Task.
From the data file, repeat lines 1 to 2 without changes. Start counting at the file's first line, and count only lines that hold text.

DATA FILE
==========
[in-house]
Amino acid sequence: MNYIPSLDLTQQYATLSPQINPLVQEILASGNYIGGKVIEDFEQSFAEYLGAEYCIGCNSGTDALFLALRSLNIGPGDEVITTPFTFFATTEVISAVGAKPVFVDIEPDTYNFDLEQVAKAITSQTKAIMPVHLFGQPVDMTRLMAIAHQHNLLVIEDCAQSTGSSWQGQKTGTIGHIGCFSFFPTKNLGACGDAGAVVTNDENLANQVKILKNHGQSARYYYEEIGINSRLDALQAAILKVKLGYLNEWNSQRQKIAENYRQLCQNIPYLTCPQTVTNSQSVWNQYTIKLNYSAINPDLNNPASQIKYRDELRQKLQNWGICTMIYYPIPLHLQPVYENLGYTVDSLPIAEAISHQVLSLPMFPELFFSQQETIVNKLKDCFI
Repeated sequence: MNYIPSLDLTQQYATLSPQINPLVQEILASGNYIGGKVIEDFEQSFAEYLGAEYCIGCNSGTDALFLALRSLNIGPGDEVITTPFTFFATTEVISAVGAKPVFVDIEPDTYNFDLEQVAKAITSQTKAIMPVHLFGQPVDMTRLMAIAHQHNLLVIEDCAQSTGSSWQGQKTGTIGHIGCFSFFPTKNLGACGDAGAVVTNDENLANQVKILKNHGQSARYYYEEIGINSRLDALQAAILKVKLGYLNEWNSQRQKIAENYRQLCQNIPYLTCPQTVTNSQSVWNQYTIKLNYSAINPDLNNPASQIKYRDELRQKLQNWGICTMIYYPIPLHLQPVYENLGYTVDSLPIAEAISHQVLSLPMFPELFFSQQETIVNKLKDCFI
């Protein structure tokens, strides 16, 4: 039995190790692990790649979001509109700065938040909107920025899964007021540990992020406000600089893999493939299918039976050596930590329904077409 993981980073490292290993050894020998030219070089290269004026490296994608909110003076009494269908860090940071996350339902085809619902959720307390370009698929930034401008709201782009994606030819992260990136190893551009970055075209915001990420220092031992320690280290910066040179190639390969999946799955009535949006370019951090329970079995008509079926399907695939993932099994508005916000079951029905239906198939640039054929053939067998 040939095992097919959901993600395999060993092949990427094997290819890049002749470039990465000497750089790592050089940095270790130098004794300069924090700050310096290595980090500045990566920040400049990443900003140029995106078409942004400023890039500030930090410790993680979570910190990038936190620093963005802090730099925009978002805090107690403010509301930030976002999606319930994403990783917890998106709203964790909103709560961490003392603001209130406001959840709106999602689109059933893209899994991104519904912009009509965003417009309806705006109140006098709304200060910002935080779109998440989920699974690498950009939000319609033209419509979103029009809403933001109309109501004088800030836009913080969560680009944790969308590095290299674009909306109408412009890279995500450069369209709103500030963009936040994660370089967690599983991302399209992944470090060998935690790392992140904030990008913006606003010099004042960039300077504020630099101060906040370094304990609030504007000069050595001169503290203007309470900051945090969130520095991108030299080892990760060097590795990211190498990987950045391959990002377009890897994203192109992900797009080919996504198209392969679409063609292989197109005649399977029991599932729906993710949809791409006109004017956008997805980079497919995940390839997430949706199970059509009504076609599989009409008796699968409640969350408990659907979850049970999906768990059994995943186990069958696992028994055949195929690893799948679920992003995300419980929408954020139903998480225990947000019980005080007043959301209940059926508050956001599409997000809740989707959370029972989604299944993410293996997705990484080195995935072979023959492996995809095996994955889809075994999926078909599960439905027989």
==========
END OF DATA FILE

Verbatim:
[in-house]
Amino acid sequence: MNYIPSLDLTQQYATLSPQINPLVQEILASGNYIGGKVIEDFEQSFAEYLGAEYCIGCNSGTDALFLALRSLNIGPGDEVITTPFTFFATTEVISAVGAKPVFVDIEPDTYNFDLEQVAKAITSQTKAIMPVHLFGQPVDMTRLMAIAHQHNLLVIEDCAQSTGSSWQGQKTGTIGHIGCFSFFPTKNLGACGDAGAVVTNDENLANQVKILKNHGQSARYYYEEIGINSRLDALQAAILKVKLGYLNEWNSQRQKIAENYRQLCQNIPYLTCPQTVTNSQSVWNQYTIKLNYSAINPDLNNPASQIKYRDELRQKLQNWGICTMIYYPIPLHLQPVYENLGYTVDSLPIAEAISHQVLSLPMFPELFFSQQETIVNKLKDCFI